Innovation in the Cannabis Industry

global cannabis access

By Esteban Rossi I., Ph.D., Analyst, New Frontier Data 

Despite established and expanding popular support, growing sales (in some jurisdictions) and significant social benefits, the Latin American cannabis industry is evolving more slowly than anticipated. Arguably, the dynamics of the policy process make it inherently slow and clash with the requirements of innovation. Meanwhile, cannabis companies struggle trying to generate revenue, and patients complain about the barriers to obtain high-THC products. Here, New Frontier Data illustrates the causes for the delays in the policy process and identifies the requirements for market creation. As always, the data used can be found in the current Global Report and New Frontier Data’s business intelligence platform, Equio.

The Bubble

Canada stirred interest in the international cannabis industry in 2018 after the signing of bill C-45, and investment bankers soon began making initial public offerings (IPOs). Consequently, bankers, entrepreneurs, and the media were heavily incentivized to pump stocks rather than set sound foundations for a new industry. The consequences of this oversight were severe: in less than two years, company valuations became impossible to justify, sales projections were rendered meaningless, and numerous companies found themselves with an embarrassing balance sheet and few ideas for the future. Investors, in turn, found that the dominant narrative outlining an enormous and accessible market was simply wrong.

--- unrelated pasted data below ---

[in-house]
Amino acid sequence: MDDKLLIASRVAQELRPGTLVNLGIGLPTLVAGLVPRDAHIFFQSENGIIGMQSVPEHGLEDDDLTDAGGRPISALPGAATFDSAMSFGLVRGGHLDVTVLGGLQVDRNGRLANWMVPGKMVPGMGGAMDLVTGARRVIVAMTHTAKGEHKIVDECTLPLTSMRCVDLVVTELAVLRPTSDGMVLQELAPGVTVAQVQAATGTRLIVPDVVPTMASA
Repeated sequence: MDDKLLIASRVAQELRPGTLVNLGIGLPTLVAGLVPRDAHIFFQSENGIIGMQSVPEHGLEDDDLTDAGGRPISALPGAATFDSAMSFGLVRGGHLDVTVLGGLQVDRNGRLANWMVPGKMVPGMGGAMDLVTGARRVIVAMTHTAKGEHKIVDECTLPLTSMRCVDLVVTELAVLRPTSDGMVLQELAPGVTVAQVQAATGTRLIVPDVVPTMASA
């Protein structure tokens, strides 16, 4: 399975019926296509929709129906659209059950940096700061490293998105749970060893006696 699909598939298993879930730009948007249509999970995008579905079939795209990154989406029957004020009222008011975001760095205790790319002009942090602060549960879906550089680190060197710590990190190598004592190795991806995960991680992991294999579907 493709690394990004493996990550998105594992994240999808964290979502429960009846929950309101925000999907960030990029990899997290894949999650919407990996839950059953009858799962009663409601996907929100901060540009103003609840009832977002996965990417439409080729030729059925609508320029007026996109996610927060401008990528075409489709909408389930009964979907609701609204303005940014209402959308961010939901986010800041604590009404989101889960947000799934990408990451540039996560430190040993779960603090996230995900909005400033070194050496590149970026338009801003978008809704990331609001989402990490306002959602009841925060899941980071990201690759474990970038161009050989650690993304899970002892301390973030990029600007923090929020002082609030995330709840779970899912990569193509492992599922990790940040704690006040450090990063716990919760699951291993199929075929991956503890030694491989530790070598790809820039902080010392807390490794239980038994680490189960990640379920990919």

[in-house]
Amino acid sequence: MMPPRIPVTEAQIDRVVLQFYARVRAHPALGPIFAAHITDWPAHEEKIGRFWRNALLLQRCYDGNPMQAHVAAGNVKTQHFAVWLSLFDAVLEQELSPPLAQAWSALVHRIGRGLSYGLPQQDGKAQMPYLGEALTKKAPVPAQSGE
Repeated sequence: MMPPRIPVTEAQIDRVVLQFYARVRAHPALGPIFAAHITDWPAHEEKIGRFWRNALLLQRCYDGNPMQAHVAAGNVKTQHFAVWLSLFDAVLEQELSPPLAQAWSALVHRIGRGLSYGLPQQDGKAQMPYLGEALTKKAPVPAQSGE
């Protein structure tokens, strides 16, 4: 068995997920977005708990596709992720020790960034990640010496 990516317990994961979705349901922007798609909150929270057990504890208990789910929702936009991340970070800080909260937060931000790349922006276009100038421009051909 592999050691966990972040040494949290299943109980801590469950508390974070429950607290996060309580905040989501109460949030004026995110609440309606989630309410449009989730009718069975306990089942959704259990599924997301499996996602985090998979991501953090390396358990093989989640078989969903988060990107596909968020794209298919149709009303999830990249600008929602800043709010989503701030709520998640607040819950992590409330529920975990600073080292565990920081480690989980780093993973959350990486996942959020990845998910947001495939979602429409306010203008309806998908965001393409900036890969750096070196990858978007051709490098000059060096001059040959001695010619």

Because of the timing and the political context, the Colombian industry adopted numerous elements of the Canadian regulatory model. Those similarities allowed Colombia to attract more than $288 million USD in foreign investment. Yet, industry pioneers faced operational challenges, underestimated the importance of the regional market in their business plans, and often misbehaved while trying to shape the regulatory process to fit their goals. Most importantly, after a couple of years trying to market their products, LatAm-based companies found that the narrative pushed by Canadian bankers did not fit the facts.

Cannabis enthusiasts must remember that recent history to make sound investment decisions. Fortunately, the pendulum moved away from story stocks and back towards fundamentals. Now solid data exists to describe what consumers, patients, and regulators really need and can pay for. It also helps to illustrate the barriers that hinder market formation and growth.